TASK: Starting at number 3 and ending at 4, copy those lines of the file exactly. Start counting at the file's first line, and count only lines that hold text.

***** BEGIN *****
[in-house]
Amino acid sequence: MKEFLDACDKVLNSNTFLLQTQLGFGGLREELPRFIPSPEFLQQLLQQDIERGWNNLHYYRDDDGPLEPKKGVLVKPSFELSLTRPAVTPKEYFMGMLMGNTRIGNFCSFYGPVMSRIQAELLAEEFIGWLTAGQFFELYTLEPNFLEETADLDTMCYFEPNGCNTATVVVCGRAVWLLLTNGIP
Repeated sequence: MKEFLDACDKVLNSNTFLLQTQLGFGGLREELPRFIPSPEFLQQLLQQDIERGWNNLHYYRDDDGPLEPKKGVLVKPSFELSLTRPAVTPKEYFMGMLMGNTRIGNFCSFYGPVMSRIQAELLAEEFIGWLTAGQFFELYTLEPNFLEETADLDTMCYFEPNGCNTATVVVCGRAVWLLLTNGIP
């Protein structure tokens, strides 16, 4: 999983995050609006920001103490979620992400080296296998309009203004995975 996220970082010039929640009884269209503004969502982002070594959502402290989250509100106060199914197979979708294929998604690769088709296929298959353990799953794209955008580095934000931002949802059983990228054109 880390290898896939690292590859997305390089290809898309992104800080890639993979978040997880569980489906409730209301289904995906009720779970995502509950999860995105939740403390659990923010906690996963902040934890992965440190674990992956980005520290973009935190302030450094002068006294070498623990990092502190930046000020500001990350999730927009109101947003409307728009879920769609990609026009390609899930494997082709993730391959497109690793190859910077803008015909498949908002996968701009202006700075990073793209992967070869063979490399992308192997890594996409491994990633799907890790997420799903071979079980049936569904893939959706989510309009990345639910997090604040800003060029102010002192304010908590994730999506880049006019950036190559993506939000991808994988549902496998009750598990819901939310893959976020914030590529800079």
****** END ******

Repeated sequence: MKEFLDACDKVLNSNTFLLQTQLGFGGLREELPRFIPSPEFLQQLLQQDIERGWNNLHYYRDDDGPLEPKKGVLVKPSFELSLTRPAVTPKEYFMGMLMGNTRIGNFCSFYGPVMSRIQAELLAEEFIGWLTAGQFFELYTLEPNFLEETADLDTMCYFEPNGCNTATVVVCGRAVWLLLTNGIP
């Protein structure tokens, strides 16, 4: 999983995050609006920001103490979620992400080296296998309009203004995975 996220970082010039929640009884269209503004969502982002070594959502402290989250509100106060199914197979979708294929998604690769088709296929298959353990799953794209955008580095934000931002949802059983990228054109 880390290898896939690292590859997305390089290809898309992104800080890639993979978040997880569980489906409730209301289904995906009720779970995502509950999860995105939740403390659990923010906690996963902040934890992965440190674990992956980005520290973009935190302030450094002068006294070498623990990092502190930046000020500001990350999730927009109101947003409307728009879920769609990609026009390609899930494997082709993730391959497109690793190859910077803008015909498949908002996968701009202006700075990073793209992967070869063979490399992308192997890594996409491994990633799907890790997420799903071979079980049936569904893939959706989510309009990345639910997090604040800003060029102010002192304010908590994730999506880049006019950036190559993506939000991808994988549902496998009750598990819901939310893959976020914030590529800079």